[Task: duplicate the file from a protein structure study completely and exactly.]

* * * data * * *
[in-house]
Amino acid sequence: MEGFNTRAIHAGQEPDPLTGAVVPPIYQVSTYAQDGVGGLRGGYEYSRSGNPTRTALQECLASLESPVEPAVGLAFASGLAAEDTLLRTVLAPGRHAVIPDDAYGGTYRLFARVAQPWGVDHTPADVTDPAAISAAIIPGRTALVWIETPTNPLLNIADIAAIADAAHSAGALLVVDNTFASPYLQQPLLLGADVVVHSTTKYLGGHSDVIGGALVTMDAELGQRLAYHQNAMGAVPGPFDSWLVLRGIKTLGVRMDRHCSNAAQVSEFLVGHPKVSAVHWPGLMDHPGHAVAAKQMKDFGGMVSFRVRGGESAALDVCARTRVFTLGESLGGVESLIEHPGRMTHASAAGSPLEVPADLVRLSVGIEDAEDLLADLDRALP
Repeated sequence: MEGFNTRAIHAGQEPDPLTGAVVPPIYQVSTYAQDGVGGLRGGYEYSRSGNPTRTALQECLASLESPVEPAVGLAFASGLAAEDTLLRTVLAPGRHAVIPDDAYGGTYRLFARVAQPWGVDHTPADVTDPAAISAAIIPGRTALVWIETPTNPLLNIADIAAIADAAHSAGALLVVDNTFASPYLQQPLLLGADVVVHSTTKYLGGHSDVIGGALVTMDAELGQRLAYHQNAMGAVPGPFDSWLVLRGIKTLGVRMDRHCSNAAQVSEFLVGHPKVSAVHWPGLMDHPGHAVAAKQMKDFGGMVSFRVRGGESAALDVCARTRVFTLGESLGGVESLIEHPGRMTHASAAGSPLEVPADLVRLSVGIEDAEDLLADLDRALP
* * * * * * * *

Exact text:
[in-house]
Amino acid sequence: MEGFNTRAIHAGQEPDPLTGAVVPPIYQVSTYAQDGVGGLRGGYEYSRSGNPTRTALQECLASLESPVEPAVGLAFASGLAAEDTLLRTVLAPGRHAVIPDDAYGGTYRLFARVAQPWGVDHTPADVTDPAAISAAIIPGRTALVWIETPTNPLLNIADIAAIADAAHSAGALLVVDNTFASPYLQQPLLLGADVVVHSTTKYLGGHSDVIGGALVTMDAELGQRLAYHQNAMGAVPGPFDSWLVLRGIKTLGVRMDRHCSNAAQVSEFLVGHPKVSAVHWPGLMDHPGHAVAAKQMKDFGGMVSFRVRGGESAALDVCARTRVFTLGESLGGVESLIEHPGRMTHASAAGSPLEVPADLVRLSVGIEDAEDLLADLDRALP
Repeated sequence: MEGFNTRAIHAGQEPDPLTGAVVPPIYQVSTYAQDGVGGLRGGYEYSRSGNPTRTALQECLASLESPVEPAVGLAFASGLAAEDTLLRTVLAPGRHAVIPDDAYGGTYRLFARVAQPWGVDHTPADVTDPAAISAAIIPGRTALVWIETPTNPLLNIADIAAIADAAHSAGALLVVDNTFASPYLQQPLLLGADVVVHSTTKYLGGHSDVIGGALVTMDAELGQRLAYHQNAMGAVPGPFDSWLVLRGIKTLGVRMDRHCSNAAQVSEFLVGHPKVSAVHWPGLMDHPGHAVAAKQMKDFGGMVSFRVRGGESAALDVCARTRVFTLGESLGGVESLIEHPGRMTHASAAGSPLEVPADLVRLSVGIEDAEDLLADLDRALP